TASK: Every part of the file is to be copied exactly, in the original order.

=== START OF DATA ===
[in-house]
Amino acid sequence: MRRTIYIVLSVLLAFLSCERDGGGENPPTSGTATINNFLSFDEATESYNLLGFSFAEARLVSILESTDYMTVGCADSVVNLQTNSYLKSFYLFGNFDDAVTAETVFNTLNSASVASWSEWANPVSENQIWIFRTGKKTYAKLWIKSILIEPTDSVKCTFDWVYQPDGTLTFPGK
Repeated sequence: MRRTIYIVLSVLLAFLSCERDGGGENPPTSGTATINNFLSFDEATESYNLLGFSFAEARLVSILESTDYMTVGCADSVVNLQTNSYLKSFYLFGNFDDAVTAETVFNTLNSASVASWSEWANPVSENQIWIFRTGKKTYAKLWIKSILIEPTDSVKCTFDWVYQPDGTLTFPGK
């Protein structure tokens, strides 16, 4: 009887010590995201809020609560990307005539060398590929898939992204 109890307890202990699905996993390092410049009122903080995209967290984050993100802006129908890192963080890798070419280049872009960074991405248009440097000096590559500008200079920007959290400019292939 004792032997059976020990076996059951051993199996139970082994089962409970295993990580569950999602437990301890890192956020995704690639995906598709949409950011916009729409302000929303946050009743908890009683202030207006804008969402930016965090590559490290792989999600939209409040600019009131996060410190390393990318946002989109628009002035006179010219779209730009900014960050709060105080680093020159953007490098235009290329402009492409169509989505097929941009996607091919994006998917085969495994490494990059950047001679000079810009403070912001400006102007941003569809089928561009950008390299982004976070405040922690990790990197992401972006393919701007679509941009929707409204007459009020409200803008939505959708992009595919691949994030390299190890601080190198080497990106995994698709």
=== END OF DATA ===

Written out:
[in-house]
Amino acid sequence: MRRTIYIVLSVLLAFLSCERDGGGENPPTSGTATINNFLSFDEATESYNLLGFSFAEARLVSILESTDYMTVGCADSVVNLQTNSYLKSFYLFGNFDDAVTAETVFNTLNSASVASWSEWANPVSENQIWIFRTGKKTYAKLWIKSILIEPTDSVKCTFDWVYQPDGTLTFPGK
Repeated sequence: MRRTIYIVLSVLLAFLSCERDGGGENPPTSGTATINNFLSFDEATESYNLLGFSFAEARLVSILESTDYMTVGCADSVVNLQTNSYLKSFYLFGNFDDAVTAETVFNTLNSASVASWSEWANPVSENQIWIFRTGKKTYAKLWIKSILIEPTDSVKCTFDWVYQPDGTLTFPGK
């Protein structure tokens, strides 16, 4: 009887010590995201809020609560990307005539060398590929898939992204 109890307890202990699905996993390092410049009122903080995209967290984050993100802006129908890192963080890798070419280049872009960074991405248009440097000096590559500008200079920007959290400019292939 004792032997059976020990076996059951051993199996139970082994089962409970295993990580569950999602437990301890890192956020995704690639995906598709949409950011916009729409302000929303946050009743908890009683202030207006804008969402930016965090590559490290792989999600939209409040600019009131996060410190390393990318946002989109628009002035006179010219779209730009900014960050709060105080680093020159953007490098235009290329402009492409169509989505097929941009996607091919994006998917085969495994490494990059950047001679000079810009403070912001400006102007941003569809089928561009950008390299982004976070405040922690990790990197992401972006393919701007679509941009929707409204007459009020409200803008939505959708992009595919691949994030390299190890601080190198080497990106995994698709």